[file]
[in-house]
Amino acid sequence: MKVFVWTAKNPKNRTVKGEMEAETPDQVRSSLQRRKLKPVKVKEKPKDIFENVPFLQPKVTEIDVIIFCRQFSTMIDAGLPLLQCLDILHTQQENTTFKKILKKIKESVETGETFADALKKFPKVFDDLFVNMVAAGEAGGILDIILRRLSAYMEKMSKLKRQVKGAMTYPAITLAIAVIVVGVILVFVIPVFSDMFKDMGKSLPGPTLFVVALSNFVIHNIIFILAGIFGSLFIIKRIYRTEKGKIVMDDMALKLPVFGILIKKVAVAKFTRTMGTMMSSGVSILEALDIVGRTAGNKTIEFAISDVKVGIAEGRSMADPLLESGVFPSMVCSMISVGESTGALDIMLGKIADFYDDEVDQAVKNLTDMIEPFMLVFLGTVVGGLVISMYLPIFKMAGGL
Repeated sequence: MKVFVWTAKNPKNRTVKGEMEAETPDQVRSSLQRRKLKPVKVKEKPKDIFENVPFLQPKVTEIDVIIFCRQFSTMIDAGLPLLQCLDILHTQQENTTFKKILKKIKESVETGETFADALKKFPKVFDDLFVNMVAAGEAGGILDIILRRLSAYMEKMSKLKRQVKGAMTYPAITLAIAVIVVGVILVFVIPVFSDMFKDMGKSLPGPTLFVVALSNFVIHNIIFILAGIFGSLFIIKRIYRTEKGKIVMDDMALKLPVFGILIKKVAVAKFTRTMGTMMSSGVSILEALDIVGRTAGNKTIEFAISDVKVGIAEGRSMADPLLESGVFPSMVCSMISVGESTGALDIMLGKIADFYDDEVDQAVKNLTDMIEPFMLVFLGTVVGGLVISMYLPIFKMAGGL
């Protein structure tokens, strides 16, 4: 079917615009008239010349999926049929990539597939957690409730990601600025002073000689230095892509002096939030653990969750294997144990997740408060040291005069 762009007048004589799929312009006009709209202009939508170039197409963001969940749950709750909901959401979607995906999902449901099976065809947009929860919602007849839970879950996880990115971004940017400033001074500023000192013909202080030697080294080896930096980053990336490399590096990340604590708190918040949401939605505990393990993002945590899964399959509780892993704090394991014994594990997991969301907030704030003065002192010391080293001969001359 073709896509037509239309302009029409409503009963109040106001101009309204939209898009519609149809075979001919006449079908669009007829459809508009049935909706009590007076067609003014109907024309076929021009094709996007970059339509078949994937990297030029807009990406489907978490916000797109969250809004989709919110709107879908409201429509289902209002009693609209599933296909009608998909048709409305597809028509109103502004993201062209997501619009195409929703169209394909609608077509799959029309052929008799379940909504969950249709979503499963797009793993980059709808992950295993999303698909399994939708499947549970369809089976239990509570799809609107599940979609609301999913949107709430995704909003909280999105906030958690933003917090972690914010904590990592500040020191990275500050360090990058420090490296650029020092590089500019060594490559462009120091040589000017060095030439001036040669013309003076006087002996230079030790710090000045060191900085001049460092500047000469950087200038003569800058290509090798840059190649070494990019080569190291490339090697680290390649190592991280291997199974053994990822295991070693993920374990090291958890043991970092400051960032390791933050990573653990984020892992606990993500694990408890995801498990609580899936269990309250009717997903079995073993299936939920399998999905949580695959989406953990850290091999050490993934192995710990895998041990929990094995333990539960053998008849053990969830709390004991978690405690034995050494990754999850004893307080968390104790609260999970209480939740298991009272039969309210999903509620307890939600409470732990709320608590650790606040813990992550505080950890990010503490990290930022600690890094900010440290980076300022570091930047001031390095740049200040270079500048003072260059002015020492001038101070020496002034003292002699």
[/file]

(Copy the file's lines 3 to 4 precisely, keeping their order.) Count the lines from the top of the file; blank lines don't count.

Repeated sequence: MKVFVWTAKNPKNRTVKGEMEAETPDQVRSSLQRRKLKPVKVKEKPKDIFENVPFLQPKVTEIDVIIFCRQFSTMIDAGLPLLQCLDILHTQQENTTFKKILKKIKESVETGETFADALKKFPKVFDDLFVNMVAAGEAGGILDIILRRLSAYMEKMSKLKRQVKGAMTYPAITLAIAVIVVGVILVFVIPVFSDMFKDMGKSLPGPTLFVVALSNFVIHNIIFILAGIFGSLFIIKRIYRTEKGKIVMDDMALKLPVFGILIKKVAVAKFTRTMGTMMSSGVSILEALDIVGRTAGNKTIEFAISDVKVGIAEGRSMADPLLESGVFPSMVCSMISVGESTGALDIMLGKIADFYDDEVDQAVKNLTDMIEPFMLVFLGTVVGGLVISMYLPIFKMAGGL
């Protein structure tokens, strides 16, 4: 079917615009008239010349999926049929990539597939957690409730990601600025002073000689230095892509002096939030653990969750294997144990997740408060040291005069 762009007048004589799929312009006009709209202009939508170039197409963001969940749950709750909901959401979607995906999902449901099976065809947009929860919602007849839970879950996880990115971004940017400033001074500023000192013909202080030697080294080896930096980053990336490399590096990340604590708190918040949401939605505990393990993002945590899964399959509780892993704090394991014994594990997991969301907030704030003065002192010391080293001969001359 073709896509037509239309302009029409409503009963109040106001101009309204939209898009519609149809075979001919006449079908669009007829459809508009049935909706009590007076067609003014109907024309076929021009094709996007970059339509078949994937990297030029807009990406489907978490916000797109969250809004989709919110709107879908409201429509289902209002009693609209599933296909009608998909048709409305597809028509109103502004993201062209997501619009195409929703169209394909609608077509799959029309052929008799379940909504969950249709979503499963797009793993980059709808992950295993999303698909399994939708499947549970369809089976239990509570799809609107599940979609609301999913949107709430995704909003909280999105906030958690933003917090972690914010904590990592500040020191990275500050360090990058420090490296650029020092590089500019060594490559462009120091040589000017060095030439001036040669013309003076006087002996230079030790710090000045060191900085001049460092500047000469950087200038003569800058290509090798840059190649070494990019080569190291490339090697680290390649190592991280291997199974053994990822295991070693993920374990090291958890043991970092400051960032390791933050990573653990984020892992606990993500694990408890995801498990609580899936269990309250009717997903079995073993299936939920399998999905949580695959989406953990850290091999050490993934192995710990895998041990929990094995333990539960053998008849053990969830709390004991978690405690034995050494990754999850004893307080968390104790609260999970209480939740298991009272039969309210999903509620307890939600409470732990709320608590650790606040813990992550505080950890990010503490990290930022600690890094900010440290980076300022570091930047001031390095740049200040270079500048003072260059002015020492001038101070020496002034003292002699």